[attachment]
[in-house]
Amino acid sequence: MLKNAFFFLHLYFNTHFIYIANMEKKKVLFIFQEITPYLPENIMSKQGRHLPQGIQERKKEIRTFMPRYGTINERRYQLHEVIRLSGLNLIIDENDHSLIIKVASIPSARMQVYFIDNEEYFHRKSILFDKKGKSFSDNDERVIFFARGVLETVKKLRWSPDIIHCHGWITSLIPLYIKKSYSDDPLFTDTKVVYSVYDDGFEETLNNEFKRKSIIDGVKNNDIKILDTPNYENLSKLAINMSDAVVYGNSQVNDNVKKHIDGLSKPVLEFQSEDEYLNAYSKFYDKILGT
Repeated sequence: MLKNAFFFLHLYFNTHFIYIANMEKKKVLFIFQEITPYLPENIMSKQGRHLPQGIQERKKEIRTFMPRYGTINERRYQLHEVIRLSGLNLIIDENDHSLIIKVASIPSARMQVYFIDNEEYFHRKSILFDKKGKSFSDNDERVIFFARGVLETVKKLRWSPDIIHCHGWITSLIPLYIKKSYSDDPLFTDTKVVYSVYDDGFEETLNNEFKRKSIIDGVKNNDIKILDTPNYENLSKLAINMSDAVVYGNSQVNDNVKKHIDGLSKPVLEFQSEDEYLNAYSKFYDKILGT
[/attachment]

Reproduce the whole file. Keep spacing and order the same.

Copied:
[in-house]
Amino acid sequence: MLKNAFFFLHLYFNTHFIYIANMEKKKVLFIFQEITPYLPENIMSKQGRHLPQGIQERKKEIRTFMPRYGTINERRYQLHEVIRLSGLNLIIDENDHSLIIKVASIPSARMQVYFIDNEEYFHRKSILFDKKGKSFSDNDERVIFFARGVLETVKKLRWSPDIIHCHGWITSLIPLYIKKSYSDDPLFTDTKVVYSVYDDGFEETLNNEFKRKSIIDGVKNNDIKILDTPNYENLSKLAINMSDAVVYGNSQVNDNVKKHIDGLSKPVLEFQSEDEYLNAYSKFYDKILGT
Repeated sequence: MLKNAFFFLHLYFNTHFIYIANMEKKKVLFIFQEITPYLPENIMSKQGRHLPQGIQERKKEIRTFMPRYGTINERRYQLHEVIRLSGLNLIIDENDHSLIIKVASIPSARMQVYFIDNEEYFHRKSILFDKKGKSFSDNDERVIFFARGVLETVKKLRWSPDIIHCHGWITSLIPLYIKKSYSDDPLFTDTKVVYSVYDDGFEETLNNEFKRKSIIDGVKNNDIKILDTPNYENLSKLAINMSDAVVYGNSQVNDNVKKHIDGLSKPVLEFQSEDEYLNAYSKFYDKILGT